Stand By Me

Kiefer Sutherland

Stand By Me

Stand by Me is a 1986 American coming-of-age film directed by Rob Reiner and starring Wil Wheaton, River Phoenix, Corey Feldman, Jerry O’Connell and Kiefer Sutherland The film is based on Stephen King‘s 1982 novella The Body. Its title is derived from Ben E. King‘s eponymous song, which plays over the ending credits.

Stand by Me tells the story of four boys in a small town in Oregon who go on a hike to find the dead body of a missing child. The film was nominated for one Academy Award(for Best Adapted Screenplay) and two Golden Globe Awards (for Best Motion Picture-Drama and Best Director, respectively).

  • Release Date:  6th August 1986
  • Director:  Rob Reiner
  • Kiefer Sutherland:  John “Ace” Merrill

Stand By Me – Facts

In March 1986, Columbia Pictures, concerned that the original title, The Body, was misleading, renamed the film Stand by Me. According to screenwriter Raynold Gideon, “…it sounded like either a sex film, a bodybuilding film or another Stephen King horror film. Rob came up with Stand by Me, and it ended up being the least unpopular option.”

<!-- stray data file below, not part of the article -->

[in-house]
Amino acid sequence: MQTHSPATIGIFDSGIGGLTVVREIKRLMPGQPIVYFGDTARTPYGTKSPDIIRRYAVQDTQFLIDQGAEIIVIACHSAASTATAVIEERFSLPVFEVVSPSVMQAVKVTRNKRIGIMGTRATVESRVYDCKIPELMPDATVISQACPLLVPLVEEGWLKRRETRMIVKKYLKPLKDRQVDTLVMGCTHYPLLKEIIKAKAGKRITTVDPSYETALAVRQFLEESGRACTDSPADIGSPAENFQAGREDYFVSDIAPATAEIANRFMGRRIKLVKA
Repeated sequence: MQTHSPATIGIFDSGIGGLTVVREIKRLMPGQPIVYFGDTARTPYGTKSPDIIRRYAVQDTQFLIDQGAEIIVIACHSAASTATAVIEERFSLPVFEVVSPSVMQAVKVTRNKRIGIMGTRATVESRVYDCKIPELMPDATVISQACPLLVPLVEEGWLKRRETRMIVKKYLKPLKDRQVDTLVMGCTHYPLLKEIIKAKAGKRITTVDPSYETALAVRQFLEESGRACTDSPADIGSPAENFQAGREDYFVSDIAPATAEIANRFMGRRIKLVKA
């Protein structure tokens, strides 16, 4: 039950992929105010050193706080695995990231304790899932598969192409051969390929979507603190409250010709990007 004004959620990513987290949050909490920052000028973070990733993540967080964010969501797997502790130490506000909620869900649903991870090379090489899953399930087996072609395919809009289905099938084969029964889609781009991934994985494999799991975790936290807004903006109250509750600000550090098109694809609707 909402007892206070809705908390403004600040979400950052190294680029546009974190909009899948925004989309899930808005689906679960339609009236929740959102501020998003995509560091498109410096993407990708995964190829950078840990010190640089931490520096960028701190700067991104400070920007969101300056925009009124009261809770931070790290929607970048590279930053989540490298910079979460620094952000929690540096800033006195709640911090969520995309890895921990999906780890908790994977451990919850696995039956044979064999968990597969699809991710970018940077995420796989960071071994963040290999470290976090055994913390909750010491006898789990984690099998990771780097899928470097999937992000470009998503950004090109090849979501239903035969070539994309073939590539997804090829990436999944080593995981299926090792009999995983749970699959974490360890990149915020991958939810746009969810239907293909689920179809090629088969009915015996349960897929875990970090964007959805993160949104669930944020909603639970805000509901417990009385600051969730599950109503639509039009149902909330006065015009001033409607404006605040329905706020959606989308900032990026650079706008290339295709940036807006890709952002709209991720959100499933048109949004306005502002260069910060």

The movie’s success sparked a renewed interest in Ben E. King’s song. Initially a #4 pop hit in 1961, “Stand By Me” re-entered the Billboard Hot 100 in October 1986, eventually peaking at #9 in December of that year.

Parts of the film were shot in Brownsville, Oregon, which stood in for the fictional town of Castle Rock. The town was selected for its small town, 1950s ambience.  The town fondly remembers the making of the movie in June and July 1985, in which approximately 100 local residents were employed as extras, and since 2007 has held an annual Stand By Me Day each July which has drawn international attendees

The rare movie that necessarily gets better with time

In 2016, several writers commemorated the 30-year anniversary of the film’s release. Rolling Stones Charles Bramesco called Stand By Me “timeless,” “a staple of youthful nostalgia for its deft straddling of the line between childhood and adulthood,” and “the rare movie that necessarily gets better with time.”  Others described the film as a “coming-of-age classic”and as a film that stood at “the apex of the ’80s kids’ movie boom”.


coming-of-age classic


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